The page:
advocacy

Let’s make this a General Election for everybody

Let’s make this a General Election for everybody At Community Living it is not for us to take sides in the forthcoming general election, but with all parties we intend to ensure that people with learning disabilities are on the political agenda.…

End of an era – and start of a new one

Elinor Harbridge is retiring after a remarkable 30 years as founder, publisher and editor of Community Living Magazine, handing the reins to Simon Jarrett. It has had its ups and downs over those years but it has outlived other magazines and, as she told Seán Kelly, perhaps just surviving these days is a success.…

Fighting hate crime – are you ’with Sam‘?

The national learning disability charity Dimensions is spearheading a campaign – I’m with Sam – to fight back against learning disability and autism hate crime. Thirteen organisations have joined them so far and there has already been some success in working with the Crown Prosecution Service to react more robustly to these crimes.…

Lives – not services

In a tough environment of budget reductions, workforce problems and provider struggles, Rose Trustam reports from three conferences focusing on the positive:  community development, real achievement and evidencing  what works. (NB Full conference reports available to subscribers on the website home page) Commissioners conference (www.ncctc.co.uk) Margaret Willcox (President elect of ADAAS) stressed the need to ‘really put the individual at the centre of working out their needs and controlling their care, with a system of care and support designed with their full involvement and tailored to meet their unique needs.…

‘Supported living – a service or a life?’ Learning Disability England’s first conference 2016

Learning Disability England (LDE)’s first conference since they joined up with H&SA showed the resilience of its members in its determination to continue to speak out on behalf of people with learning disabilities. Rosemary Trustam was invited to report. The new organisation is offering membership at £12 a year for individuals and £25 for self-advocacy groups in its drive to swell its learning disability voice which is much needed given the planned withdrawal of funding for the National Forums and threatened loss of funding of local self advocacy groups.…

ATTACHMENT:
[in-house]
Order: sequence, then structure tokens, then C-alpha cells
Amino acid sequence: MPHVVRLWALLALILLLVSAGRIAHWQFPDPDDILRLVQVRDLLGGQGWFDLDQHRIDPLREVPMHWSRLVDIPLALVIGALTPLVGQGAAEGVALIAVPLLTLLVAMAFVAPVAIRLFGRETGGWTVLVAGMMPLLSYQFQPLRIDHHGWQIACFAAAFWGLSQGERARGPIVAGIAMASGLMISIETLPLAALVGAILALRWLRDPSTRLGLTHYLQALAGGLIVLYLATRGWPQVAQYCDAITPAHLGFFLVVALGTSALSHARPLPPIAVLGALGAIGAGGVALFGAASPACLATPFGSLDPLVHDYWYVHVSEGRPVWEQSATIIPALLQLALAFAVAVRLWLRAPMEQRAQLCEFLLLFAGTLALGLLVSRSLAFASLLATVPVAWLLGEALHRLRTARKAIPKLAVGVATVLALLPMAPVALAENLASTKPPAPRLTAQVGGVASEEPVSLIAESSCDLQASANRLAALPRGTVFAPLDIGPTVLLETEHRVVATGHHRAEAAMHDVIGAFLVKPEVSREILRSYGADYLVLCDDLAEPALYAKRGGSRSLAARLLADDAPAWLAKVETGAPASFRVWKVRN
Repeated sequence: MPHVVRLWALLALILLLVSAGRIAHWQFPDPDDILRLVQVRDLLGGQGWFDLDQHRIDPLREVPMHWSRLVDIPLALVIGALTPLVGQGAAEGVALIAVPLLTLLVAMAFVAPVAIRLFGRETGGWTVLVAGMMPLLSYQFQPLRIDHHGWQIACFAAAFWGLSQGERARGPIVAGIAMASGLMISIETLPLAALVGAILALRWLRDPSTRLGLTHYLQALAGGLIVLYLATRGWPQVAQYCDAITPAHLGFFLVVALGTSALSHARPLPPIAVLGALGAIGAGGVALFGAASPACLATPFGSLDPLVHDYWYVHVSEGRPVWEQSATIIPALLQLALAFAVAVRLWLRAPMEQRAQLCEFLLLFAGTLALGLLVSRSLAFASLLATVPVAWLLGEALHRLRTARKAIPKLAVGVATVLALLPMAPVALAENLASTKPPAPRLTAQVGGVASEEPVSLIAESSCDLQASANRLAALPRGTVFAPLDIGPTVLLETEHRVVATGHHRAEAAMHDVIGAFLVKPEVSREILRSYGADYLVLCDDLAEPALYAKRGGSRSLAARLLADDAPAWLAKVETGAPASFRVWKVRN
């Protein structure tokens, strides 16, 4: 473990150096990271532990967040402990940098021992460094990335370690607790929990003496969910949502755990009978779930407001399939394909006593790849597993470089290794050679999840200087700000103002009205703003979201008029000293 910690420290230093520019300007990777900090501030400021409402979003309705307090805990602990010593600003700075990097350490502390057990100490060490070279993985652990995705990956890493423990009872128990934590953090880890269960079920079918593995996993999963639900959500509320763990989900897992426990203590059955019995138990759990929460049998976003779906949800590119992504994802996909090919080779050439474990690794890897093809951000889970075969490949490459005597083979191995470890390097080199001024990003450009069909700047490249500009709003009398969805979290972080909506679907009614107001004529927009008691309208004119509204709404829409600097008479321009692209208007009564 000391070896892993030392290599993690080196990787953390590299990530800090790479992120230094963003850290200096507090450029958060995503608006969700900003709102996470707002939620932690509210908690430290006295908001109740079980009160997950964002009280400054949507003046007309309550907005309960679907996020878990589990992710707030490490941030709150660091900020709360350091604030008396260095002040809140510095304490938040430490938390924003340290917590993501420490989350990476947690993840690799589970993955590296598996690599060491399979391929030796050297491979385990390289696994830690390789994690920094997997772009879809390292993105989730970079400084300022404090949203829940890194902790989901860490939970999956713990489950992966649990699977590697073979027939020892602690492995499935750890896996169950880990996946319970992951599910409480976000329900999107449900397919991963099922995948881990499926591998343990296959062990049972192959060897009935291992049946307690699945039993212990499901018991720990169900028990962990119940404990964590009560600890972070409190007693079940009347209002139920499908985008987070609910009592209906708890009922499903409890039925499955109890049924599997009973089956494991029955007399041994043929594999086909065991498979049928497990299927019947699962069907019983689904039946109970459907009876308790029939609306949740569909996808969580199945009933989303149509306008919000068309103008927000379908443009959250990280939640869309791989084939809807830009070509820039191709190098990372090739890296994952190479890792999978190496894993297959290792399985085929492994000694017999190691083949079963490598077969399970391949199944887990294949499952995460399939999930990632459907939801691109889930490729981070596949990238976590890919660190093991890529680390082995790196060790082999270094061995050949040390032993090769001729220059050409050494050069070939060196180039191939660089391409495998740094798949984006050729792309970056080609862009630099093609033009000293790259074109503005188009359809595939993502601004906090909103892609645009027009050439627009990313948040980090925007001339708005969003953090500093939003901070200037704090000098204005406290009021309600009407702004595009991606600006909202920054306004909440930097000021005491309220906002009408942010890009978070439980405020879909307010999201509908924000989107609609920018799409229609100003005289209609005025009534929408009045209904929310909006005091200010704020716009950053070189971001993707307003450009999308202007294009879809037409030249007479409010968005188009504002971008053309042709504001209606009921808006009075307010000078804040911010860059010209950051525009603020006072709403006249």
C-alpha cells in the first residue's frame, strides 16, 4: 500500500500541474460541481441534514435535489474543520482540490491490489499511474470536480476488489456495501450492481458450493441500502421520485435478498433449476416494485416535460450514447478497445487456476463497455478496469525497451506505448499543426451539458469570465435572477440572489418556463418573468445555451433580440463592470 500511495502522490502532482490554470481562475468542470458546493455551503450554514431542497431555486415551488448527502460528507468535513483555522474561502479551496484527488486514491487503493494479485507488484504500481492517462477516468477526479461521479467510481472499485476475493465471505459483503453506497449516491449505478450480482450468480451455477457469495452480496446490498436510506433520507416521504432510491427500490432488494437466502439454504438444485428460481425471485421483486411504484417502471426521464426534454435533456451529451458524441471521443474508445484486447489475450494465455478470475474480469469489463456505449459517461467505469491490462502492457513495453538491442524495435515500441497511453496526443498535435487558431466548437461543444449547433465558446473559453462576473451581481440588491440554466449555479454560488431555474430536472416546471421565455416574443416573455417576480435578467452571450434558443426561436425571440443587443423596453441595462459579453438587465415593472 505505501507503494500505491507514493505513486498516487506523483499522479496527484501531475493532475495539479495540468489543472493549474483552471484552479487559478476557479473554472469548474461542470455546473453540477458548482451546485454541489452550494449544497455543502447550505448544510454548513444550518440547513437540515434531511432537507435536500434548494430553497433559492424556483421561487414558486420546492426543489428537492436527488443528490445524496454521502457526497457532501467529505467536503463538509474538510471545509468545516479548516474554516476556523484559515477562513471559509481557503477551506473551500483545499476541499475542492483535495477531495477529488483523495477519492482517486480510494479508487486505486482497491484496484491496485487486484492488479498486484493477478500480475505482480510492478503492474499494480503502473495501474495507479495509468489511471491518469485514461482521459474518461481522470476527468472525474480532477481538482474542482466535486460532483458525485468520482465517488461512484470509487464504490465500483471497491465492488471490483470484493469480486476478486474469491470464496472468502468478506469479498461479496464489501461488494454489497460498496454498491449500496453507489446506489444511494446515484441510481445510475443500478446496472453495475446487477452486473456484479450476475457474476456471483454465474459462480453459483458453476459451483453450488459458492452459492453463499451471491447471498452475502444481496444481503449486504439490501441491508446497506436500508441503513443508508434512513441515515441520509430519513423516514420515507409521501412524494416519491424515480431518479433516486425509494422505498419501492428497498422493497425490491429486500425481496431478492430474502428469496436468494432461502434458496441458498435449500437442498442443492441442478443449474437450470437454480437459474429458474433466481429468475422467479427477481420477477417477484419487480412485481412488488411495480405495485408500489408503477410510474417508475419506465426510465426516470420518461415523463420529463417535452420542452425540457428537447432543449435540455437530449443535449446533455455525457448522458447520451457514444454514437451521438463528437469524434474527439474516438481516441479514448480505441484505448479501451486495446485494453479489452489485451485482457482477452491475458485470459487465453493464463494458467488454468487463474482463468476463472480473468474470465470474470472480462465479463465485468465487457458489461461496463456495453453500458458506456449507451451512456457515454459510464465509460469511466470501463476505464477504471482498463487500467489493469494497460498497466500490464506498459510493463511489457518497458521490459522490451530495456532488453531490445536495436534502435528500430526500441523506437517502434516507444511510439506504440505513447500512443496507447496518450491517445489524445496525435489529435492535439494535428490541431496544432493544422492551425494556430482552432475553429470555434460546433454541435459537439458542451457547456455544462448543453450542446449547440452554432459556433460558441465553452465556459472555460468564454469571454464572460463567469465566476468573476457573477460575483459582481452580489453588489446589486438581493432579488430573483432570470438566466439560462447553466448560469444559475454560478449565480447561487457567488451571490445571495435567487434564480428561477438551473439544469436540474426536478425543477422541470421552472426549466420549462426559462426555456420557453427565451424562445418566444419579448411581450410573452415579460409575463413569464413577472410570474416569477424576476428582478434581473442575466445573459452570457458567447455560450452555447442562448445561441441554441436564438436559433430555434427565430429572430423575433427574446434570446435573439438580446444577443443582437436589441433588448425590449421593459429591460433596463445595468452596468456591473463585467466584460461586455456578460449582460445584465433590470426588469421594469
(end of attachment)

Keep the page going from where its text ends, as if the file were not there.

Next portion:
Preparing people for benefit assessments

To avoid some of the more disastrous outcomes for people attending medical examinations people should be properly prepared and, if necessary, accompanied, says Charlie Callanan Medical examinations to assess welfare benefit claims have become notorious among claimants with disabilities and those supporting and advising them.…

Achieving compliance with the Care Act

Provider rates, lawful and unlawful cuts, advocacy entitlement, carers’ rights, charges and funding legal challenges were among the subjects covered by Belinda Schwehr at Community Living’s seventh seminar in June. Report by Rosemary Trustam. At a time when local authorities are facing huge demands, the law has made social workers into gatekeepers, the decision-makers on assessment and eligibility for care, said Belinda in her opening remarks.…

The Care Act shows its teeth

Intro: Haringey’s failure to provide an advocate, and the first judicial analysis of a little known part of the Care Act – accommodation for asylum seekers – give us the first indications of how the new Act can be applied. Belinda Schweher explains We now have the first legal precedent of real principle under the Care Act.…

Does Olu’s story point to racism in our services?

Could Olu’s story reveal the learning disability equivalent of racism in our services? asks Sarah Reilly Olu, 47 years old, black, powerfully built and over 6 feet, is non-verbal, has a profound learning disability and is on the autistic spectrum. He came to England when he was very young becoming, by his 10th birthday, a ward of the London Borough of Islington when his parents returned to Nigeria.…

The Care Act shows its teeth

Intro: Haringey’s failure to provide an advocate, and the first judicial analysis of a little known part of the Care Act – accommodation for asylum seekers – give us the first indications of how the new Act can be applied. Belinda Schwehr explains We now have the first legal precedent of real principle under the Care Act.…

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